We went a little later than normal for the winter birding season at Lake Mattamuskeet Wildlife Refuge, near Swan Quarter, NC. This is a popular birding hotspot due to its importance as an Atlantic Flyway stopover for many wintering waterfowl. Tucked away in a remote (think: no cell reception) section of eastern coastal North Carolina, Lake Mattamuskeet is the largest natural-turned-man-made lake in the state, at 40,000 surface acres. It is a very shallow lake at an average depth of 3 feet. Lake Mattamuskeet is also very popular among duck hunters and fishermen.

To visit Lake Mattamuskeet, you have got to have some plan of where you want to birdwatch, as the Refuge itself is not very “user-friendly”. It lacks clearly marked trails, information boards, or rangers, although this year it has shown some progress in attempts at development towards naturalists. Late December and early January are probably the best times to visit, and you will be rewarded with sights of abundant tundra swans, snow geese (one of the only places to see them in the area), and many other varied duck species…especially if its been a cold winter.

This winter proved to be rather mild, and therefore there were not as many waterfowl as when I first visited the Lake in 2007 – which was a cold winter, and birds covered the lake. The tundra swans could be heard honking from far away.

Still always worth a visit every winter, below the jump here is our species list from Sunday, January 8th, 2012:

Continue reading

Bachman’s Sparrows, Red-cockaded Woodpeckers, and Longleaf Pine Forests

I’ve been meaning to write this post for a while, but better late than never! I just finished my work as an avian field technician (or in other words, the field season ended) working for a NCSU grad student. His work focused on studying the use of habitat by Bachman’s sparrow (BACS), a southeastern endemic. In North Carolina, they can be found in wiregrass-longleaf pine forest communities, which when managed for the federally endangered Red-cockaded woodpecker (RCW), in turn benefit the BACS (and many other species specific to this threatened habitat).

I applied for this job because as a native of NC, and having spent my undergraduate career on the coast, I felt a special fondness for the longleaf pine forest ecosystem. My first encounter with really caring about this special habitat was through my professor and mentor, Dr. Steve Emslie, at UNC Wilmington. UNCW has a pretty big campus, where a large portion of it is undeveloped forest. One patch was situated near central campus – right across the street from Dobo Hall, home to the Biology/Marine Biology Department (and my favorite building!).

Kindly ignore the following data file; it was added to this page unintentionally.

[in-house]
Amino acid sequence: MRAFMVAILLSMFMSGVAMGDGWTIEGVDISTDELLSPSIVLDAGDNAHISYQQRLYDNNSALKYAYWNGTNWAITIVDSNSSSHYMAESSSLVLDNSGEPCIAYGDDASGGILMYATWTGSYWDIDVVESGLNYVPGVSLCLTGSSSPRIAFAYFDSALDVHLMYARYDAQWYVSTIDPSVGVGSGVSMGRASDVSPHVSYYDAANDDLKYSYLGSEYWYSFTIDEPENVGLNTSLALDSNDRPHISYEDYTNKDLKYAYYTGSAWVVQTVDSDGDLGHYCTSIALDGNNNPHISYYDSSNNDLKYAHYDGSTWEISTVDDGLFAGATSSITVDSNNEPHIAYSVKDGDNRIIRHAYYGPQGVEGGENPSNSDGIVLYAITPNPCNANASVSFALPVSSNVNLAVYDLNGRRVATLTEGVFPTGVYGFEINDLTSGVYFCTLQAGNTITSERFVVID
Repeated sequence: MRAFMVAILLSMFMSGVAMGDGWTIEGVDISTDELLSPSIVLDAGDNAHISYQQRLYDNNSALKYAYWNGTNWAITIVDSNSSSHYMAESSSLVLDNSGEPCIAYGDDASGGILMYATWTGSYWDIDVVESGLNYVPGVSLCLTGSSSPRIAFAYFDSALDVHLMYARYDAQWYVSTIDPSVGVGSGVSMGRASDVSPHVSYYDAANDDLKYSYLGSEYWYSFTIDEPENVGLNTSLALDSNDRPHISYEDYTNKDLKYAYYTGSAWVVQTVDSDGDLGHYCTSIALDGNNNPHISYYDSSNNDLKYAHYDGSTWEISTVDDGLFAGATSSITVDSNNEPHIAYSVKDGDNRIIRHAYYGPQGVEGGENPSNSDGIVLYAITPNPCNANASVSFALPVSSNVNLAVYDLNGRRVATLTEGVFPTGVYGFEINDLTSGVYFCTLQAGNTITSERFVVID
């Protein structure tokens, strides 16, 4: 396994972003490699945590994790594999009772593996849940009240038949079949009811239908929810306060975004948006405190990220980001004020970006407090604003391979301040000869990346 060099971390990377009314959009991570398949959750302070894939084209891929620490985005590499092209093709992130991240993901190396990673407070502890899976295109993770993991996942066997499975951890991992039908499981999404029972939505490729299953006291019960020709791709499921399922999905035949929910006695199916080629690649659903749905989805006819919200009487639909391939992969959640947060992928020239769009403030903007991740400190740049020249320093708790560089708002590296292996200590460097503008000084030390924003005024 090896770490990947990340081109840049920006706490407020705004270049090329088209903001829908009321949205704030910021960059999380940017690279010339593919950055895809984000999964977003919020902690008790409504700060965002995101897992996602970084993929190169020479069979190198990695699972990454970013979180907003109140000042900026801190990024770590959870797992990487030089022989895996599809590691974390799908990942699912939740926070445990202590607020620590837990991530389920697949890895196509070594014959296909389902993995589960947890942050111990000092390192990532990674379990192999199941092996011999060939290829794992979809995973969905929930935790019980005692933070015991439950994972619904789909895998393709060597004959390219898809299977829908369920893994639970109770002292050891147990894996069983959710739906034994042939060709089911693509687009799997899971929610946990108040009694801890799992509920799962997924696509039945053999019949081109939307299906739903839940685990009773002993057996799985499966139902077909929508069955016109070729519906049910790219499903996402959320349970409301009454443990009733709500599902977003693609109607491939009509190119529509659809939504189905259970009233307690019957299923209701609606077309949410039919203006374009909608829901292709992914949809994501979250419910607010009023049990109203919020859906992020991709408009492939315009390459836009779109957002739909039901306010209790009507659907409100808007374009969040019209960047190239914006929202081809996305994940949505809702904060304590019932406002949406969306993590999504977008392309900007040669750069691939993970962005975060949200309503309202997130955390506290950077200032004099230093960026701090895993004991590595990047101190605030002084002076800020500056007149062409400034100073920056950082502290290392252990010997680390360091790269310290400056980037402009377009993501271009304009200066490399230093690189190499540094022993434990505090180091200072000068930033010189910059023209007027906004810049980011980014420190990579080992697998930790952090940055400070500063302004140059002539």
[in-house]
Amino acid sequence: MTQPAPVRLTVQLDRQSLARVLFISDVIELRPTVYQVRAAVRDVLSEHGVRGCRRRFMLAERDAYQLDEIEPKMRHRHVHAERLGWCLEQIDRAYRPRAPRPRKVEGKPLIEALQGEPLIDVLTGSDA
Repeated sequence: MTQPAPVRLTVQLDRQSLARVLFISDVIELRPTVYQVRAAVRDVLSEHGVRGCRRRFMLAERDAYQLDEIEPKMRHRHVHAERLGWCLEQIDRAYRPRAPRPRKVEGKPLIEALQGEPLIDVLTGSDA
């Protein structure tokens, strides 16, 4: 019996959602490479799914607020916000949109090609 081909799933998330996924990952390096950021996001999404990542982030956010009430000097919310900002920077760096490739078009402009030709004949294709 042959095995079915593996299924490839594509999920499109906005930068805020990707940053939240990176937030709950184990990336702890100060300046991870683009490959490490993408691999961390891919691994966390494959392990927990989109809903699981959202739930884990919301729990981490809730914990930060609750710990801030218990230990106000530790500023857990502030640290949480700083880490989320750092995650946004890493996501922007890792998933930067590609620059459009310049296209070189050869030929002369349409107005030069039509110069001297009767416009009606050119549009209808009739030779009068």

This patch was frequently used by ecology classes to demonstrate different field techniques. It was sometimes (although infrequently) burned – a fair attempt at forest management. In 2009, the then-Chancellor Rosemary DePaulo decided that this particular patch should be cleared to build a new set of “luxury” apartments and a parking deck. This turned into a big controversy, as very few people knew of this plan (part of her “Master Plan”) until a few months before the proposed clearing was to take place. It felt like it was being kept hushed to those of us opposed to the expansion. There was a whole suite of other issues associated with this – the covertness, the stubbornness (there were several other places to build that would not impact the forest), and environmental carelessness. A small group banded together to try to fight (or at least delay) the clearing and defend the forest, but to very little effect. On May 15, 2009, the patch was cleared. In the midst of bird nesting season (and in violation of the Migratory Bird Treaty Act) – there were several documented nests in the area prior to clearing.